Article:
Here she had to fight back from a set down against an inspired Azarenka – and navigate a tricky decider which could have swung either way – on a virtually empty Arthur Ashe Stadium because of the coronavirus pandemic.

“For me, I just thought it would be embarrassing to lose this under an hour,” said Osaka, who will rise to third in the world after her win.

Osaka looked a little lost as Azarenka overwhelmed her in a fast start, hitting 13 unforced errors and struggling to cope with the Belarusian’s proactive play and controlled aggression.

Draping a towel over her head at changeovers was a sign of Osaka’s concerns. Her attempts to collect her thoughts and regain her composure did not initially work, however.

Another wayward forehand prompted a frustrated Osaka to throw her racquet to the floor in disgust.

Eventually, though, the mental resilience which she says she has developed over recent months came to the fore.

That resulted in a major momentum shift in her favour as Azarenka threatened to move 3-0 ahead in the second set.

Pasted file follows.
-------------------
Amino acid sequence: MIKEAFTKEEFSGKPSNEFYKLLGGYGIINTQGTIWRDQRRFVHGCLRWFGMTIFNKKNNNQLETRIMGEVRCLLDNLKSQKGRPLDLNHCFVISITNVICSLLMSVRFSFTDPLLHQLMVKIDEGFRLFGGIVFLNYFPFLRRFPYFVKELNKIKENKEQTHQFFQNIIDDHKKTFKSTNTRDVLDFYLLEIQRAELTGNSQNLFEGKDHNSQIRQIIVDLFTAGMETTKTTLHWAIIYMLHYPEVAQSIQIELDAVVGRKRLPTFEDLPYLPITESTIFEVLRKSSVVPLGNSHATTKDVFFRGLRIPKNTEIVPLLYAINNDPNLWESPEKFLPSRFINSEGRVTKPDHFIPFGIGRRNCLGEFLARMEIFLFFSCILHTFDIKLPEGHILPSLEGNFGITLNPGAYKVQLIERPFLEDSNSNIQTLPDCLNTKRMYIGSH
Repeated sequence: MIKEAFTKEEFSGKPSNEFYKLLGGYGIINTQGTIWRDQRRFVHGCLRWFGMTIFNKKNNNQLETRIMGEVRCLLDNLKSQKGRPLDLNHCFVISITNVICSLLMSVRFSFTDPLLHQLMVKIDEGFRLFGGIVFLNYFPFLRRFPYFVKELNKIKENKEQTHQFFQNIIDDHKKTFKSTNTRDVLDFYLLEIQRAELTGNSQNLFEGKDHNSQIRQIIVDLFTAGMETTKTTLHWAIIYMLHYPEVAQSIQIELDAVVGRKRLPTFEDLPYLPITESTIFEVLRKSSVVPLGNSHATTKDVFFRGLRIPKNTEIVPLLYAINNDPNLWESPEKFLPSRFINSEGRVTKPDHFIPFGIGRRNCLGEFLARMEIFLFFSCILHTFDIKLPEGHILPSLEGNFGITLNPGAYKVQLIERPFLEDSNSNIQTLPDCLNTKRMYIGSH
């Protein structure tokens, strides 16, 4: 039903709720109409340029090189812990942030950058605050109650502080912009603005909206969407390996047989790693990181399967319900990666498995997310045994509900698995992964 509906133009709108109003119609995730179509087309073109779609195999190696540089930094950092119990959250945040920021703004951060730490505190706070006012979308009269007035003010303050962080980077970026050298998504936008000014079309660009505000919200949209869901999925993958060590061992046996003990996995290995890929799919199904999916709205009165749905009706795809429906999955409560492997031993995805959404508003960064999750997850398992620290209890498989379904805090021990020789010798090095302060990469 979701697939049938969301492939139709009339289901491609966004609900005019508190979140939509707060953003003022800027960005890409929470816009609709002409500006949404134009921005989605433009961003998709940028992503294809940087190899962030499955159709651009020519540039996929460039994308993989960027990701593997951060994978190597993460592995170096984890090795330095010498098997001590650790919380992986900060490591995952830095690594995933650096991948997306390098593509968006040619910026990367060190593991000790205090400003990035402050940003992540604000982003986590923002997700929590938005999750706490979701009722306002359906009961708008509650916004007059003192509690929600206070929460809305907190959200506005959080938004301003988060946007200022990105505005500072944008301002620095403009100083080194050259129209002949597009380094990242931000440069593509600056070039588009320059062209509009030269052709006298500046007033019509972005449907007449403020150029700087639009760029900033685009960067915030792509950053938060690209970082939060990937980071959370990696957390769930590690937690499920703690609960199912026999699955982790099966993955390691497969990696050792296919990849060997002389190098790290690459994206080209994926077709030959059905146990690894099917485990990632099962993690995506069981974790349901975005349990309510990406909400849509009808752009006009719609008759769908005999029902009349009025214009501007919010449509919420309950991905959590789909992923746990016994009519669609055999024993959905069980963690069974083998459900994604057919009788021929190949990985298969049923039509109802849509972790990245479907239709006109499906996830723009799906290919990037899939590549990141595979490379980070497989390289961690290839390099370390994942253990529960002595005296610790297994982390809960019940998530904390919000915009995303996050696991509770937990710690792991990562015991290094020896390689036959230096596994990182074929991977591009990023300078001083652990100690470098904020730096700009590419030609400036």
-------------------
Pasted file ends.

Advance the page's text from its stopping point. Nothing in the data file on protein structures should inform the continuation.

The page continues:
A rasping forehand by Osaka proved pivotal, not only in the game, but ultimately in the whole match as she seized control to level.

The former world number one maintained that level in the decider to earn a 4-1 lead, but was unable to convert one of three break points to move 5-1 ahead.

That might have proved costly when Azarenka immediately put the set back on serve, only for Osaka to battle back again by winning what proved to be the final two games.

Osaka gets the world talking

Not only has Osaka impressed on court during the Cincinnati Masters-US Open bubble in the past month, she has also won many admirers for her activism in the fight against racism and police brutality in the United States.